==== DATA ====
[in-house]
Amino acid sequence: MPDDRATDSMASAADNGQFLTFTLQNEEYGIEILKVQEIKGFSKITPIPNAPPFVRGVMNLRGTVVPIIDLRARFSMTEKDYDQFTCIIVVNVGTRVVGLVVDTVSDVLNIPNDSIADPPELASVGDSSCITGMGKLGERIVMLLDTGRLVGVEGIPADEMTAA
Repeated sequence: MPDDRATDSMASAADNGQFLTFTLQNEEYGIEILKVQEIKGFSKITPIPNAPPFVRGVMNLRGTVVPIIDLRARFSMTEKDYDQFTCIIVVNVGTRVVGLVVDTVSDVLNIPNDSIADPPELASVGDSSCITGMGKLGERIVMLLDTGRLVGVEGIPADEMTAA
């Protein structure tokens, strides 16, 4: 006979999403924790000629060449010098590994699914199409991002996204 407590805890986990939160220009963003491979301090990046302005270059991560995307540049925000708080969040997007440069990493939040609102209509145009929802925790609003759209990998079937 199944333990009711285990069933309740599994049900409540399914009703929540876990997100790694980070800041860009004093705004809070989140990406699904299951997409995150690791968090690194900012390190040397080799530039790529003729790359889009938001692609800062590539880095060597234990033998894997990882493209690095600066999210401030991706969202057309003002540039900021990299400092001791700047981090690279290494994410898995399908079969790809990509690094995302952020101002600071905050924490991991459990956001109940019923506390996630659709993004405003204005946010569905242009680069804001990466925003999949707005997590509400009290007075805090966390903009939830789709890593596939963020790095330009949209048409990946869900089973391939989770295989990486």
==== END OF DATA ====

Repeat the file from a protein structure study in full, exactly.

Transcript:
[in-house]
Amino acid sequence: MPDDRATDSMASAADNGQFLTFTLQNEEYGIEILKVQEIKGFSKITPIPNAPPFVRGVMNLRGTVVPIIDLRARFSMTEKDYDQFTCIIVVNVGTRVVGLVVDTVSDVLNIPNDSIADPPELASVGDSSCITGMGKLGERIVMLLDTGRLVGVEGIPADEMTAA
Repeated sequence: MPDDRATDSMASAADNGQFLTFTLQNEEYGIEILKVQEIKGFSKITPIPNAPPFVRGVMNLRGTVVPIIDLRARFSMTEKDYDQFTCIIVVNVGTRVVGLVVDTVSDVLNIPNDSIADPPELASVGDSSCITGMGKLGERIVMLLDTGRLVGVEGIPADEMTAA
């Protein structure tokens, strides 16, 4: 006979999403924790000629060449010098590994699914199409991002996204 407590805890986990939160220009963003491979301090990046302005270059991560995307540049925000708080969040997007440069990493939040609102209509145009929802925790609003759209990998079937 199944333990009711285990069933309740599994049900409540399914009703929540876990997100790694980070800041860009004093705004809070989140990406699904299951997409995150690791968090690194900012390190040397080799530039790529003729790359889009938001692609800062590539880095060597234990033998894997990882493209690095600066999210401030991706969202057309003002540039900021990299400092001791700047981090690279290494994410898995399908079969790809990509690094995302952020101002600071905050924490991991459990956001109940019923506390996630659709993004405003204005946010569905242009680069804001990466925003999949707005997590509400009290007075805090966390903009939830789709890593596939963020790095330009949209048409990946869900089973391939989770295989990486």